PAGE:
Seventh-day Adventists reject the idea the body and mind are separate entities (dualism), a common idea in the cultures of early Christians. Plato taught dualism and was so influential that the idea informed Christians reading of scripture. It didn’t help when Genesis 2:7 was mistranslated into Greek, saying living soul, rather than living being. The mistranslation seemed to reconciled dualism with what Christians read in the Bible. Dualism suggested the soul/mind is part of the divine cosmos and temporarily makes its home in a physical body. The body was regarded as limiting and compared to a prison. Plato warned bodily emotions and appetite would destroy us.
This philosophy motivated the practice of mortification of the flesh. Whipping oneself, fasting, and sleeping without a blanket in a cold, stone room, were all attempts to punish, tame, or defeat the body, which was considered sinful. Verses like 1 Corinthians 9:27 were used to support these practices. But I discipline my body and bring it into subjection, lest, when I have preached to others, I myself should become disqualified. Paul had been explaining why it’s okay for him and Barnabas to be financially supported by believers and yet, he doesn’t require payment because he loves to preach the gospel for free! He compares what he gives and how he gives it to athletes who train for a race. Sometimes it costs him, but he knows discomfort is worth the incredible, eternal outcome. He encourages the Corinthians to hold the goal in their minds too. As an aside, he points out the irony that he could do all this and still be lost himself. The metaphor of preparation for a race is the opposite of disregard for your body or beating it into submission. A runner’s purpose is to strengthen the body and tune into their senses to avoid injury.
Again, Paul writes in Romans 8:13, For if you live according to the flesh, you will die; but if by the Spirit you put to death the misdeeds of the body, you will live. In Romans, the word flesh is described as sinful flesh or sin in the flesh (see verse three). While it’s not repeated each time, this explains what flesh symbolizes in this chapter. Literal flesh was the human form before they engaged in sin. Jesus intentionally pointed out his flesh and bones body after his resurrection, which was not sinful. So while literal flesh is neutral, the term flesh in this passage, represents our inclination to sin. Paul challenges people to be guided by the Holy Spirit as they move through the world. This makes sense since the Holy Spirit shows us when we’re in a wrong state (not-loving/sinful) as well as a new way to be, but the Spirit is not our divine mind warring with our sinful flesh. This text isn’t telling us to control our appetites and emotions with reason, but we can see how Christians heard echoes of Plato’s warning in the text.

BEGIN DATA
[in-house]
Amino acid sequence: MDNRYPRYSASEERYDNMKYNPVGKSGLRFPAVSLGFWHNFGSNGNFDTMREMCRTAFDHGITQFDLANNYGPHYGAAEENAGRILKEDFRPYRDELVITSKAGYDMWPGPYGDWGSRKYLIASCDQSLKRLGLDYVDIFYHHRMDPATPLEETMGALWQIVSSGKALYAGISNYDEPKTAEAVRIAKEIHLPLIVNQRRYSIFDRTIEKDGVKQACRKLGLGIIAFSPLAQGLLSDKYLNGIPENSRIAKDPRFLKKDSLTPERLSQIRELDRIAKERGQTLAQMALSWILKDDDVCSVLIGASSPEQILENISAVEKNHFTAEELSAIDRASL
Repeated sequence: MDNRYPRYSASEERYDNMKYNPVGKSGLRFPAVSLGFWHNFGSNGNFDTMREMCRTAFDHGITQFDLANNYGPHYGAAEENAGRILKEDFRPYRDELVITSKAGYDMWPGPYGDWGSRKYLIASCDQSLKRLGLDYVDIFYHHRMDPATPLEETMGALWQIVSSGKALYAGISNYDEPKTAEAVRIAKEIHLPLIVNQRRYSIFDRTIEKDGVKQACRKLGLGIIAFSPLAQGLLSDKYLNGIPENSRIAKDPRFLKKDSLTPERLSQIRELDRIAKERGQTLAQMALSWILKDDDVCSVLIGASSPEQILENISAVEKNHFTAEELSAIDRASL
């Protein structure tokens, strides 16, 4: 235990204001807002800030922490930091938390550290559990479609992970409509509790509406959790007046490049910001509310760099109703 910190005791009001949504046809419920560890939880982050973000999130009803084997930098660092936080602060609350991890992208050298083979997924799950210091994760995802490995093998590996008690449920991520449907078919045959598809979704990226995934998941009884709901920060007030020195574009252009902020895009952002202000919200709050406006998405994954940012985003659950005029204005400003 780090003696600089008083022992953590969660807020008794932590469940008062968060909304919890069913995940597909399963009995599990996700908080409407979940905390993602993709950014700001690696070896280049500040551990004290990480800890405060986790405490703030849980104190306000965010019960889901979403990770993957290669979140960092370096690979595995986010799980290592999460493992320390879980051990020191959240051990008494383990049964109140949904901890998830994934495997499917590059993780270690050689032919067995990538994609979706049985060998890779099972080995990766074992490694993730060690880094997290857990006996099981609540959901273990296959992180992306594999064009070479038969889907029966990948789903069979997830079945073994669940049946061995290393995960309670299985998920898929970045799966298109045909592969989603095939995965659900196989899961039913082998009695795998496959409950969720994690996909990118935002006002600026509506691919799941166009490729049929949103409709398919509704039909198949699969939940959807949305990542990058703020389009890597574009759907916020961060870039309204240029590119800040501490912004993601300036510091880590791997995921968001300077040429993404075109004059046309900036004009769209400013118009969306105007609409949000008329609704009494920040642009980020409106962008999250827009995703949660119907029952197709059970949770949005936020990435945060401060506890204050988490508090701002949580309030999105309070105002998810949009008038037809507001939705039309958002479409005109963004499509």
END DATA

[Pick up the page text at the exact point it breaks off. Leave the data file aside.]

We will exist in touchable bodies when we’re made perfect.
There’s no redesign planned.
Christians adopted this philosophy and passed it down until it now, when it reverberates through current society. We reward and admire people disregarding their bodies. We are suspicious of our body’s need for food, sleep, hydration, sex, comfort and even elimination. Have you felt annoyed by hunger pangs, because you didn’t want to stop to eat? Have you begrudged the time it takes to wind down and sleep? Have you been in such a busy workflow, you couldn’t squeeze in a bathroom break? This comes from a deep, centuries-old fear our bodies will sabotage us. Fear holds the door open for eating disorders (our appetite can’t be trusted), lack of direction (we can’t trust our desires), unhealthy rest patterns (we have value only if we’re productive), neglecting medical care (it’s stoic to ignore pain), choosing not to do something because you won’t look sexy (I’m only valuable if I’m attractive). The net result is we stop dreaming, stop trying, stop eating, stop getting help. On some level, we stop living.
But a negative view of the body is not Biblical. God designed our bodies and gifted us with them. Does God give bad gifts? Do we really believe God built into us a self-destruct mechanism? When God looked into Eve’s eyes after breathing life into her, He said she was good. Not her mind was good, but all of her.
Maybe Jesus knew we’d mistrust our bodies because He intentionally pointed out His flesh and bones self after He resurrected. We will exist in touchable bodies when we’re made perfect. There’s no redesign planned. What God called good at creation is still good. Culture inspires hate for bodies, if they aren’t pretty enough, strong enough, healthy enough, skinny enough, tall enough. These standards circle us like bullies, ridiculing us even as we hold God’s glory. Sometimes we’ve joined in, agreeing our bodies are all wrong, until we curled in on ourselves, taking the fetal position, no longer moving or blessing or being.
But our bodies are made to move and bless and eat and sleep and have sex and laugh and cry and drink. Do you begrudge your body these things? What if while we’re trying to shut down our body’s needs and functions, God is simultaneously trying to hold us up, keep us alive, keep our hearts pumping.
This may seem like a crazy, foreign, difficult shift. It may fly in the face of all you’ve held true. But when God created you, He said, “She’s good,” and maybe we need to open ourselves up to agreeing with His assessment.